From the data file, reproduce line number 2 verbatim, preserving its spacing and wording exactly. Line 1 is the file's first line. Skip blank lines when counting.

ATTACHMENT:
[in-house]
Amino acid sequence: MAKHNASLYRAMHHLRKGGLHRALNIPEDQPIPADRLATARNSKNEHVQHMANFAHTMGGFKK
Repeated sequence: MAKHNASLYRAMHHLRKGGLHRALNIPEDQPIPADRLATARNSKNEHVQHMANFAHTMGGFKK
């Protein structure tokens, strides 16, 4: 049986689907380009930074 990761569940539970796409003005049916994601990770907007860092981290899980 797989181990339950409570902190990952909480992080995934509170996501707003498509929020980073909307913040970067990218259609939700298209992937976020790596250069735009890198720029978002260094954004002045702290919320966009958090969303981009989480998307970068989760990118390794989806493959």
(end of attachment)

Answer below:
Amino acid sequence: MAKHNASLYRAMHHLRKGGLHRALNIPEDQPIPADRLATARNSKNEHVQHMANFAHTMGGFKK